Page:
Gunnersbury Park Gets £4.7 m Lottery Funding For Restoration

Boating to be reintroduced, a new cafe opened and Orangery restored

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Hounslow and Ealing Councils have been awarded a grant of almost £4.7m from the Heritage Lottery Fund (HLF) Parks for People and the Big Lottery Fund to radically restore Gunnersbury Park. (July 7).

Under the new funding boating will be reintroduced, the Orangery wll be restored, a cafe will be opened, and lost features such as the Horseshoe Pond will be reinstated. The Orangery was built in 1836 by Sydney Smirke who designed the British Museum Reading Room.

Visitor numbers to the park are expected to increase from 600,000 to over one million people per year once improvements are completed. The grant is part of a wider investment of £34.5million of Lottery money to 13 parks across the UK.

As well as the physical transformation, a major part of the 186-acre restoration project involves introducing new events, services and educational programmes. New initiatives could include free horticultural training sessions, a community orchard and planned mini-beast safaris, along with guided walks and nature trails throughout the year.

Gunnersbury Park was purchased for the nation from the Rothschild family and opened to the public in May 1926 by Neville Chamberlain, then Minister for Health. However campaigners have been calling for funding to restore the park to its former glory- over the years landscaping and maintenance had declined and it was on English Heritage's 'at risk' register.

Both councils have also submitted a bid for further funding from the HLF to enable them to restore and remodel Gunnersbury Museum to the same standard as the rest of the park. The Museum was formerly the large mansion. It opened in 1929 as a showcase for local history, costume and fine art, including some memorabilia of the Rothschilds, but it is in need of major restoration.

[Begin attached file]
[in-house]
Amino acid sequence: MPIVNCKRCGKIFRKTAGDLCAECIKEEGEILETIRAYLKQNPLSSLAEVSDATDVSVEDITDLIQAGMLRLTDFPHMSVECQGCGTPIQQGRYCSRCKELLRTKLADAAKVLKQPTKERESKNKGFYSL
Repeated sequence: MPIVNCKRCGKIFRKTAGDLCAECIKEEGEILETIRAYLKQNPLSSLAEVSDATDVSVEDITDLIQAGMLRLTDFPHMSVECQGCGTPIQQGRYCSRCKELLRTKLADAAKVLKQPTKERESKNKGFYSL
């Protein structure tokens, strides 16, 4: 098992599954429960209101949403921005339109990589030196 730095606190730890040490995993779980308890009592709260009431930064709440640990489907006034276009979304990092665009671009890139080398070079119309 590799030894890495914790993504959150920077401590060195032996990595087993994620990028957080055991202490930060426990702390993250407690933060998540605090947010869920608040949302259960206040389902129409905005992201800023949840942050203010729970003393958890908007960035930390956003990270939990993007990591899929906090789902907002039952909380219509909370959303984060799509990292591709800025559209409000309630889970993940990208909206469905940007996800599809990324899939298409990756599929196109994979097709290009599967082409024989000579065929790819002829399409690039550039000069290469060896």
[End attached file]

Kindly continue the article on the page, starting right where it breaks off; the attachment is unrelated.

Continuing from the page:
(l-r) Cllr Julian Bell and Cllr Steve Curran

The Parks for People programme uses Lottery funds to support the regeneration, conservation and increased enjoyment of public parks and cemeteries. Using money raised through the National Lottery, the Heritage Lottery Fund (HLF) aims to make a lasting difference for heritage, people and communities across the UK and has over 36,000 projects allocating more than £6billion across the UK.

Alongside restoration of important historic features, this new funding will also deliver a range of activities designed to help Gunnersbury Park become more sustainable. And it will offer three horticultural apprenticeships to Ealing and Hounslow school leavers in partnership with Capel Manor College who also share the site.

Councillor Steve Curran, Leader of Hounslow Council said: “This is wonderful news, and brings us a step closer to restoring the park to its place as a jewel of west London.

“This money will help people to really appreciate the historic landscape of the park, as well as enhancing the environment with new facilities for play, refreshment, events and recreation, for people to enjoy for years to come.”

Leader of Ealing Council, Councillor Julian Bell said: “This generous award from HLF will help us make the kind of radical improvements Gunnersbury Park desperately needs to bring it back to its former glory. Both Ealing and Hounslow Council can now look forward to transforming this fine house and garden so that even more people will be able to enjoy it in the future.”

This grant is part of a wider investment of £34.5million of Lottery money to 13 parks across the UK being announced today by HLF and Big Lottery Fund. This new funding follows the publication of the HLF’s recent report (26 June, 2014) which revealed the UK’s public parks are at serious risk of decline unless innovative new ways of funding and maintaining them are found.

Carole Souter, Chief Executive of HLF, said on behalf of HLF and the Big Lottery Fund: “Our report revealed how valued public parks are by people and communities and how essential they are to our physical and emotional well-being. That’s why HLF and the Big Lottery fund have invested over £700m in parks since 1996. But the report makes clear that our parks face an uncertain future and so it’s exciting to see how this new investment is going some way towards helping parks like Gunnersbury.”

The Big Lottery Fund is responsible for giving out 40% of the money raised for good causes by the National Lottery. The Fund is committed to bringing real improvements to communities and the lives of people most in need and has been rolling out grants to health, education, environment and charitable causes across the UK since its inception in 2004. It has awarded close to £6bn.


July 7, 2014